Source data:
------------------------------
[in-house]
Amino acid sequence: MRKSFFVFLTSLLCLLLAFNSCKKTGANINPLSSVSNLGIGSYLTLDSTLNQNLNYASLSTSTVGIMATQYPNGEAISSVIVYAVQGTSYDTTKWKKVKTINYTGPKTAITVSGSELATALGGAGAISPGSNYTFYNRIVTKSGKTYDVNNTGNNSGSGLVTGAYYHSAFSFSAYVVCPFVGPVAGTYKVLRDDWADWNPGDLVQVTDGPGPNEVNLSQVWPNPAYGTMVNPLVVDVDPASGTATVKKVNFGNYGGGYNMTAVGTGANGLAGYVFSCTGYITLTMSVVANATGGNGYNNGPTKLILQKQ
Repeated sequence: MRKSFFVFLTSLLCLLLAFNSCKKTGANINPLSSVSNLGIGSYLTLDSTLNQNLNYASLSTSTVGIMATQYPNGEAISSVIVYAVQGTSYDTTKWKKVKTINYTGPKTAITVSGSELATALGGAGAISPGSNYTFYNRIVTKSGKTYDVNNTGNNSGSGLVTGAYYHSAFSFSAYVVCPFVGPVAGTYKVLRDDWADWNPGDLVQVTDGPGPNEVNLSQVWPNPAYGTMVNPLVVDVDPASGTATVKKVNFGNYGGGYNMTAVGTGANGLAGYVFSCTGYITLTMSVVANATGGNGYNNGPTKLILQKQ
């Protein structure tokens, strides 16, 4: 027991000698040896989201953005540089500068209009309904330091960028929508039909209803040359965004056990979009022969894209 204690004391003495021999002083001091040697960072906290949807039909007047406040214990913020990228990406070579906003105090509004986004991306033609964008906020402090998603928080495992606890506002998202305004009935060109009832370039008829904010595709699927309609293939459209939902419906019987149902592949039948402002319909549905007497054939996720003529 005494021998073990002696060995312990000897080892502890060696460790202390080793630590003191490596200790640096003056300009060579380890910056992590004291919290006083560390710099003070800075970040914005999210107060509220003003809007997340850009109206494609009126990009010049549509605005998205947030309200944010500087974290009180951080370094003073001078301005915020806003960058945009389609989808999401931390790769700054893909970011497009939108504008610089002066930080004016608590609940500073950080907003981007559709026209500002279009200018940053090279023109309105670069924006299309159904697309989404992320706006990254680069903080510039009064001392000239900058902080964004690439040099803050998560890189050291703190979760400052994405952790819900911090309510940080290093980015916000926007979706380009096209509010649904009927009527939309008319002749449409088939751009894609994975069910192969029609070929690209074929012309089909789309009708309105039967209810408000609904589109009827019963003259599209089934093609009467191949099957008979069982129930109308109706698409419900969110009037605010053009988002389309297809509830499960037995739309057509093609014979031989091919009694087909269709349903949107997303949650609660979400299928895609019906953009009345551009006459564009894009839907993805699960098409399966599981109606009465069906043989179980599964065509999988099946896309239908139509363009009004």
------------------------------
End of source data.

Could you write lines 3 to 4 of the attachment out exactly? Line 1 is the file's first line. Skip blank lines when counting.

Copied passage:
Repeated sequence: MRKSFFVFLTSLLCLLLAFNSCKKTGANINPLSSVSNLGIGSYLTLDSTLNQNLNYASLSTSTVGIMATQYPNGEAISSVIVYAVQGTSYDTTKWKKVKTINYTGPKTAITVSGSELATALGGAGAISPGSNYTFYNRIVTKSGKTYDVNNTGNNSGSGLVTGAYYHSAFSFSAYVVCPFVGPVAGTYKVLRDDWADWNPGDLVQVTDGPGPNEVNLSQVWPNPAYGTMVNPLVVDVDPASGTATVKKVNFGNYGGGYNMTAVGTGANGLAGYVFSCTGYITLTMSVVANATGGNGYNNGPTKLILQKQ
């Protein structure tokens, strides 16, 4: 027991000698040896989201953005540089500068209009309904330091960028929508039909209803040359965004056990979009022969894209 204690004391003495021999002083001091040697960072906290949807039909007047406040214990913020990228990406070579906003105090509004986004991306033609964008906020402090998603928080495992606890506002998202305004009935060109009832370039008829904010595709699927309609293939459209939902419906019987149902592949039948402002319909549905007497054939996720003529 005494021998073990002696060995312990000897080892502890060696460790202390080793630590003191490596200790640096003056300009060579380890910056992590004291919290006083560390710099003070800075970040914005999210107060509220003003809007997340850009109206494609009126990009010049549509605005998205947030309200944010500087974290009180951080370094003073001078301005915020806003960058945009389609989808999401931390790769700054893909970011497009939108504008610089002066930080004016608590609940500073950080907003981007559709026209500002279009200018940053090279023109309105670069924006299309159904697309989404992320706006990254680069903080510039009064001392000239900058902080964004690439040099803050998560890189050291703190979760400052994405952790819900911090309510940080290093980015916000926007979706380009096209509010649904009927009527939309008319002749449409088939751009894609994975069910192969029609070929690209074929012309089909789309009708309105039967209810408000609904589109009827019963003259599209089934093609009467191949099957008979069982129930109308109706698409419900969110009037605010053009988002389309297809509830499960037995739309057509093609014979031989091919009694087909269709349903949107997303949650609660979400299928895609019906953009009345551009006459564009894009839907993805699960098409399966599981109606009465069906043989179980599964065509999988099946896309239908139509363009009004």